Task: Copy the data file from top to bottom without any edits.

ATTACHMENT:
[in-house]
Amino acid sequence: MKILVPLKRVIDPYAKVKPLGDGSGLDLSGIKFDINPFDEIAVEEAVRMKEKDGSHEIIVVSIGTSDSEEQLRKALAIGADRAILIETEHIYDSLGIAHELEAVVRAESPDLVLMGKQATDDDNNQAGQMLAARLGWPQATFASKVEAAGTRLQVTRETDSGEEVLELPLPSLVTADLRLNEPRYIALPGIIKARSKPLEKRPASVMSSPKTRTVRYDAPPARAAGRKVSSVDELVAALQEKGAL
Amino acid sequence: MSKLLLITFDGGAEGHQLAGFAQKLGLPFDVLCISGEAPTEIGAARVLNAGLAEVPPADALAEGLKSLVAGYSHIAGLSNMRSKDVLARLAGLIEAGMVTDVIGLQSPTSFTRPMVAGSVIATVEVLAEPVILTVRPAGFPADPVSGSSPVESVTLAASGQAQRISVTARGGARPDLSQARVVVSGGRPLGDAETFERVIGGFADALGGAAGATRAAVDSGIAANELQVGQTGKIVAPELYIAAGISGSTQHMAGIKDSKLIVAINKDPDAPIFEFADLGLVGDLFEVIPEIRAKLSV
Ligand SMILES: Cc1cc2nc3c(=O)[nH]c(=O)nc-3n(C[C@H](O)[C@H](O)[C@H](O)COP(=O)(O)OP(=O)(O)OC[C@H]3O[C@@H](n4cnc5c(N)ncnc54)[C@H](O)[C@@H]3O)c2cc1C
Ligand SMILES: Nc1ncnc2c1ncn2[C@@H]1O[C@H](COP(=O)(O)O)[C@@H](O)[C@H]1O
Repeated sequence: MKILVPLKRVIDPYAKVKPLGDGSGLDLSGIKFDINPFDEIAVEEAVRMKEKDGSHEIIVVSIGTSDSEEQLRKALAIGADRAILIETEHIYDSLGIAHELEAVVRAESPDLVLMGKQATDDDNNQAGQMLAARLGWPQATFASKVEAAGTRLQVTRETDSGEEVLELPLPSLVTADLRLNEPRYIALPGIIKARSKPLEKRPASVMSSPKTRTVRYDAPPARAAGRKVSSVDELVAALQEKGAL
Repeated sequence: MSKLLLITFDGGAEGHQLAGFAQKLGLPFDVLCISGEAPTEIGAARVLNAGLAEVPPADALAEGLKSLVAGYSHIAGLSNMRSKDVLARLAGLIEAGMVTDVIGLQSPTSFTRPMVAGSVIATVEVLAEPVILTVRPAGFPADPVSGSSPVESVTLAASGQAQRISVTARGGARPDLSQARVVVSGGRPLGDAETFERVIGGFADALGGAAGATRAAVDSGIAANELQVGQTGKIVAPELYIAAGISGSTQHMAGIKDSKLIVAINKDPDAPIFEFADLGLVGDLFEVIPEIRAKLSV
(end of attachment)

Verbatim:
[in-house]
Amino acid sequence: MKILVPLKRVIDPYAKVKPLGDGSGLDLSGIKFDINPFDEIAVEEAVRMKEKDGSHEIIVVSIGTSDSEEQLRKALAIGADRAILIETEHIYDSLGIAHELEAVVRAESPDLVLMGKQATDDDNNQAGQMLAARLGWPQATFASKVEAAGTRLQVTRETDSGEEVLELPLPSLVTADLRLNEPRYIALPGIIKARSKPLEKRPASVMSSPKTRTVRYDAPPARAAGRKVSSVDELVAALQEKGAL
Amino acid sequence: MSKLLLITFDGGAEGHQLAGFAQKLGLPFDVLCISGEAPTEIGAARVLNAGLAEVPPADALAEGLKSLVAGYSHIAGLSNMRSKDVLARLAGLIEAGMVTDVIGLQSPTSFTRPMVAGSVIATVEVLAEPVILTVRPAGFPADPVSGSSPVESVTLAASGQAQRISVTARGGARPDLSQARVVVSGGRPLGDAETFERVIGGFADALGGAAGATRAAVDSGIAANELQVGQTGKIVAPELYIAAGISGSTQHMAGIKDSKLIVAINKDPDAPIFEFADLGLVGDLFEVIPEIRAKLSV
Ligand SMILES: Cc1cc2nc3c(=O)[nH]c(=O)nc-3n(C[C@H](O)[C@H](O)[C@H](O)COP(=O)(O)OP(=O)(O)OC[C@H]3O[C@@H](n4cnc5c(N)ncnc54)[C@H](O)[C@@H]3O)c2cc1C
Ligand SMILES: Nc1ncnc2c1ncn2[C@@H]1O[C@H](COP(=O)(O)O)[C@@H](O)[C@H]1O
Repeated sequence: MKILVPLKRVIDPYAKVKPLGDGSGLDLSGIKFDINPFDEIAVEEAVRMKEKDGSHEIIVVSIGTSDSEEQLRKALAIGADRAILIETEHIYDSLGIAHELEAVVRAESPDLVLMGKQATDDDNNQAGQMLAARLGWPQATFASKVEAAGTRLQVTRETDSGEEVLELPLPSLVTADLRLNEPRYIALPGIIKARSKPLEKRPASVMSSPKTRTVRYDAPPARAAGRKVSSVDELVAALQEKGAL
Repeated sequence: MSKLLLITFDGGAEGHQLAGFAQKLGLPFDVLCISGEAPTEIGAARVLNAGLAEVPPADALAEGLKSLVAGYSHIAGLSNMRSKDVLARLAGLIEAGMVTDVIGLQSPTSFTRPMVAGSVIATVEVLAEPVILTVRPAGFPADPVSGSSPVESVTLAASGQAQRISVTARGGARPDLSQARVVVSGGRPLGDAETFERVIGGFADALGGAAGATRAAVDSGIAANELQVGQTGKIVAPELYIAAGISGSTQHMAGIKDSKLIVAINKDPDAPIFEFADLGLVGDLFEVIPEIRAKLSV